When we were seated the waitress asked us if she could start us off with some onion rings and we hadn’t had time to think what we wanted.  We were still a little shell-shocked by the restaurant (notice I didn’t say joint) and didn’t know what was special about the onion rings.  We found out when we saw an order go by.  There were probably 6, inch thick onion rings served in a stack with a dowel rod in a base holding them up.  Looked excellent.
Now the menu, beef, pork, lamb, ribs, slices and burnt ends.   Before I go on, I have to explain that the girls and I are BBQ snobs.  We refuse to eat pork BBQ outside of Christian County or at least Western Kentucky, because the couple of times we have succumbed we have been disappointed and have decided there is no where that can meet our expectations except our local places.  So my choice was beef. I tried the lunch combo, which was two choices of meat, and I chose beef ribs and burnt ends and French fries, for $12.99.   Now what is a burnt end? Outstanding is what they are – just like they sound, they are the ends of the roast that are too crusty to slice.  They are served as 2 inch chunks, thick with wood smoke crust and taste on the outside and tender and juicy on the inside.  Excellent.   The two ribs that came with the order were thick, tender and delicious.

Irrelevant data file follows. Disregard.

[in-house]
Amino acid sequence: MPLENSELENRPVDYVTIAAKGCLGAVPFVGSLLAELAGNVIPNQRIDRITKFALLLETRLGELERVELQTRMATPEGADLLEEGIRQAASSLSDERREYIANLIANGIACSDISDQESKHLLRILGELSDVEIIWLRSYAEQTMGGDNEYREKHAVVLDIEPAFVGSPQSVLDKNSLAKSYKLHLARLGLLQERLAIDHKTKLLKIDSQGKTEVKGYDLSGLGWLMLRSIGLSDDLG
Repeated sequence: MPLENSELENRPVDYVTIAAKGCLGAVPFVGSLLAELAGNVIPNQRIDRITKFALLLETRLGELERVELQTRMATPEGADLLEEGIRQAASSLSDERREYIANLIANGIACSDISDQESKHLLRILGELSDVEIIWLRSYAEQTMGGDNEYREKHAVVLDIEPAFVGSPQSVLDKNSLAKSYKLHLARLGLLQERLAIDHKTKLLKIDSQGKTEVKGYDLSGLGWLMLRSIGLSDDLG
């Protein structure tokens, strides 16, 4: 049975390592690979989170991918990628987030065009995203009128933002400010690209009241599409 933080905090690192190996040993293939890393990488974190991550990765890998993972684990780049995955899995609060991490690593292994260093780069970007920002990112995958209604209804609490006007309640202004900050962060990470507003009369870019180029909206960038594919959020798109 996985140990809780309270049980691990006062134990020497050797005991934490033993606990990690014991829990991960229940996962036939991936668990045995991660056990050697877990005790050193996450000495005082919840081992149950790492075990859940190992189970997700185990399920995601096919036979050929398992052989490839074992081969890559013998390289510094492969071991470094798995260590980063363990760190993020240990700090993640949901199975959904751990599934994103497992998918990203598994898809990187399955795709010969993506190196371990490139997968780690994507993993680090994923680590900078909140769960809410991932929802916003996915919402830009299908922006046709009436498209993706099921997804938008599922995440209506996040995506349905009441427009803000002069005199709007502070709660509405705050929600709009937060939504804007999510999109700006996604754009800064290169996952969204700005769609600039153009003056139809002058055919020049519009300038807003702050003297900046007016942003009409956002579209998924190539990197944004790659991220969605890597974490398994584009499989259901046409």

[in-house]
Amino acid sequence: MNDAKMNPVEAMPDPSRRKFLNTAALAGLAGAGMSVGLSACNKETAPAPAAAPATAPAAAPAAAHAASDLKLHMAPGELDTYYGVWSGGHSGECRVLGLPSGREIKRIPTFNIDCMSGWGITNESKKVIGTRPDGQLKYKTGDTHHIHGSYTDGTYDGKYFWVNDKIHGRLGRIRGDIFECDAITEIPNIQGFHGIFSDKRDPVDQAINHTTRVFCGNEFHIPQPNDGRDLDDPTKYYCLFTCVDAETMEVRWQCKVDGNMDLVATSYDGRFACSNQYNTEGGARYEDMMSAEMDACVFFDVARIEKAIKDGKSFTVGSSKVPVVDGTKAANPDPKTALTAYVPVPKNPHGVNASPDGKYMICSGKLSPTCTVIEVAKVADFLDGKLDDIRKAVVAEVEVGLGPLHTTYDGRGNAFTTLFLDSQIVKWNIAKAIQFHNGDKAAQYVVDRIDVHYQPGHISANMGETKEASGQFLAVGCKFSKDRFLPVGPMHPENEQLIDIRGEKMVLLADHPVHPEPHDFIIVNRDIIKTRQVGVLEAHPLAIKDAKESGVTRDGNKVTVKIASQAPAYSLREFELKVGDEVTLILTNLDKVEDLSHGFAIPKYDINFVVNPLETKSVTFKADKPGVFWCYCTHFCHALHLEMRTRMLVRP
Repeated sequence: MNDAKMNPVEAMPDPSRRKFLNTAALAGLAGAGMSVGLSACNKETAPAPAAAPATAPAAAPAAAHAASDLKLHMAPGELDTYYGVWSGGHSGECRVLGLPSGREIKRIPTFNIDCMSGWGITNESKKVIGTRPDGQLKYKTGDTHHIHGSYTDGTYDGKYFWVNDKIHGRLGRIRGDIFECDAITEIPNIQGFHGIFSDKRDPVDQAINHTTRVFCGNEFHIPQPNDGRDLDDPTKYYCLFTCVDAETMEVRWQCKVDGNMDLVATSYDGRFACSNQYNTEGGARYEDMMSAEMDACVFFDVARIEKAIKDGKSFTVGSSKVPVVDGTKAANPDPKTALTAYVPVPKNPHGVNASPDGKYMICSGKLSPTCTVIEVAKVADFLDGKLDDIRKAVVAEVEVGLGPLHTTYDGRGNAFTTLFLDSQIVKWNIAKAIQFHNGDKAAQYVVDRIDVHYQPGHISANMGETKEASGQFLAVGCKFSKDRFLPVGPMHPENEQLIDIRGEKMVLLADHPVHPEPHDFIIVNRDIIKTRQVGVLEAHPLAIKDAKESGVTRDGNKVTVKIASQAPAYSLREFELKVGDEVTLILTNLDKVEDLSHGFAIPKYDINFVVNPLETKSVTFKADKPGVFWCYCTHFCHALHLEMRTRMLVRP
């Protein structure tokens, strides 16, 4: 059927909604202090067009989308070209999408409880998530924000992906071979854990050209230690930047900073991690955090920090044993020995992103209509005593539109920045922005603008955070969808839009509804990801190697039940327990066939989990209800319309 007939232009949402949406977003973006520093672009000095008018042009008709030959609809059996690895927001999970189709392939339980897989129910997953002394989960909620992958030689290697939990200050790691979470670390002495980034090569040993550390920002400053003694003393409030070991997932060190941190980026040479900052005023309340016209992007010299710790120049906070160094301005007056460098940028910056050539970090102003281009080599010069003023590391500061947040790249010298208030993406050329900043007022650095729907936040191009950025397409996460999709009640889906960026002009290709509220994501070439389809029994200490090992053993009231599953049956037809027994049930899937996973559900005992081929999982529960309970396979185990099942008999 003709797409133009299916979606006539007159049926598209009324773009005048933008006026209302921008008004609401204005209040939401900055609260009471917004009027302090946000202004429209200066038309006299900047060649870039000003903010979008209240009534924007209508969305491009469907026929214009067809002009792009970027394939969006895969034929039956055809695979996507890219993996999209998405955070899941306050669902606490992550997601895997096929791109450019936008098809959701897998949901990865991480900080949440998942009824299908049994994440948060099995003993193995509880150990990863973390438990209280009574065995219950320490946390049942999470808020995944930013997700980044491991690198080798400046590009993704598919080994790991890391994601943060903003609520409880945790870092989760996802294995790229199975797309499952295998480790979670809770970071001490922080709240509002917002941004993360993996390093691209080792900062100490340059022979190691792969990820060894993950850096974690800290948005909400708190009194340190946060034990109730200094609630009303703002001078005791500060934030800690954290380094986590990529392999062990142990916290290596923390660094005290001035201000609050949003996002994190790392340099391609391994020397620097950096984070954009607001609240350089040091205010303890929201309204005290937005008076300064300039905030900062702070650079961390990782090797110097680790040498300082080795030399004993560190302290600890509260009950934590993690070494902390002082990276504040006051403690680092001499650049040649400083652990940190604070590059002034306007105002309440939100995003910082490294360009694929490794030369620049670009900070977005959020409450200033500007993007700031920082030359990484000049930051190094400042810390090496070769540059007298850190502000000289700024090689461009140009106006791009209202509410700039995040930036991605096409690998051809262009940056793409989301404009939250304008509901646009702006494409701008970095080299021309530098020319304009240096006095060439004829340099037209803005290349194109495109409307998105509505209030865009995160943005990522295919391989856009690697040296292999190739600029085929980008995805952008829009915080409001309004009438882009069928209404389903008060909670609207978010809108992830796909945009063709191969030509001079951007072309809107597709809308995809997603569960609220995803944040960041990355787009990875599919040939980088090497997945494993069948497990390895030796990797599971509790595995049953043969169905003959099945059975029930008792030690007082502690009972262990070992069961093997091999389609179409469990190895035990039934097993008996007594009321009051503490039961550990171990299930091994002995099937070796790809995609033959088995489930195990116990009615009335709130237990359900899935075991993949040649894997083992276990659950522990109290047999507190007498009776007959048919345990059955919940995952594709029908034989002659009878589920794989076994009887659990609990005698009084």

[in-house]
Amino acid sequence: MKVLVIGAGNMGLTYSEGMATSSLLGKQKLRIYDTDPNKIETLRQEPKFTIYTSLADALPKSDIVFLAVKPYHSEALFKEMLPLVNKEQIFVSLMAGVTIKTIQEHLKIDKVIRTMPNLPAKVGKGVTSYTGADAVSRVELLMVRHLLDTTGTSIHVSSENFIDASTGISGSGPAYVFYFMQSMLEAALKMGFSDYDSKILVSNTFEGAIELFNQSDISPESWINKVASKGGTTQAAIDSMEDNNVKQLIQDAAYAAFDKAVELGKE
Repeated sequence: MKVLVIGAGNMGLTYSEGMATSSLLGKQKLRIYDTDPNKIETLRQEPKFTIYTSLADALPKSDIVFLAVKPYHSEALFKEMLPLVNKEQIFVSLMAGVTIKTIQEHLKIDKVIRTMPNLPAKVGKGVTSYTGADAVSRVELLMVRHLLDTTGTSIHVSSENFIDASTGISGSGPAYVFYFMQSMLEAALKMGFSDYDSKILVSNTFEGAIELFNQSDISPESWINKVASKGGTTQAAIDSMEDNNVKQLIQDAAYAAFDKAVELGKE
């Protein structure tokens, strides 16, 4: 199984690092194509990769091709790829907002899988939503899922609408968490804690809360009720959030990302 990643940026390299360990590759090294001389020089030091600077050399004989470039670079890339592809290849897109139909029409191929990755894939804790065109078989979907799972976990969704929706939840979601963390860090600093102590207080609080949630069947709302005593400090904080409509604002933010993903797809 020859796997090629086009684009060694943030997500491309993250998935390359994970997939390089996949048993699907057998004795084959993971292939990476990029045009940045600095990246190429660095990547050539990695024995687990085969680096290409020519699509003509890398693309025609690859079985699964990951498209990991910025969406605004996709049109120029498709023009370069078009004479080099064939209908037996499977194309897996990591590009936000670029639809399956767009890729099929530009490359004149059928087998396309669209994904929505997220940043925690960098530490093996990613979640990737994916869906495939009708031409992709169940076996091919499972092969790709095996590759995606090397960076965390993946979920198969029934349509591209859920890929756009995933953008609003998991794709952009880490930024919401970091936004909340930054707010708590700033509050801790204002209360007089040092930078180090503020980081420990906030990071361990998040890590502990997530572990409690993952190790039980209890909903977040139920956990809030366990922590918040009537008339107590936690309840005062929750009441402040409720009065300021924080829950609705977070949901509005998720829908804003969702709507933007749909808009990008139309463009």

Each of us tried something different.   Catherine had the lunch special, soup, which was burnt end stew and a sandwich, which for her was brisket.   Again, excellent  reviews.  Catherine did everything but lick the bowl.   The other choices around the table, included; baby back ribs, sliced brisket, pulled pork (she was from Indiana), and more burnt ends.  We all declared everything was excellent!  We were full when we left and enjoyed the atmosphere and service.  Price maybe just a little out of range, but then we’re on vacation.
Now, fast forward to the next day.  Show is over, we have done well, our friends from Indiana are heading back and a new group of friends is looking for something to eat.  Our new eating group begins with Dr. Scott Greiner, Elizabeth’s Master’s advisor from Virginia Tech, judge for the lamb show the next day and father of Leah Greiner who showed our goat at the Virginia State Fair (the reason I went to Virginia) to Reserve Champion.  Dr. Greiner’s brother Curt and his children were new acquaintances.  When Dr. Greiner and I realized we were both at the Royal at the same time I had hinted we might like to go to the Hereford House restaurant renown for its Kansas City (not New York) Strip steak. Catherine and I had eaten there three years ago when just Catherine and I came to the Royal and that meal is near the top of our favorites.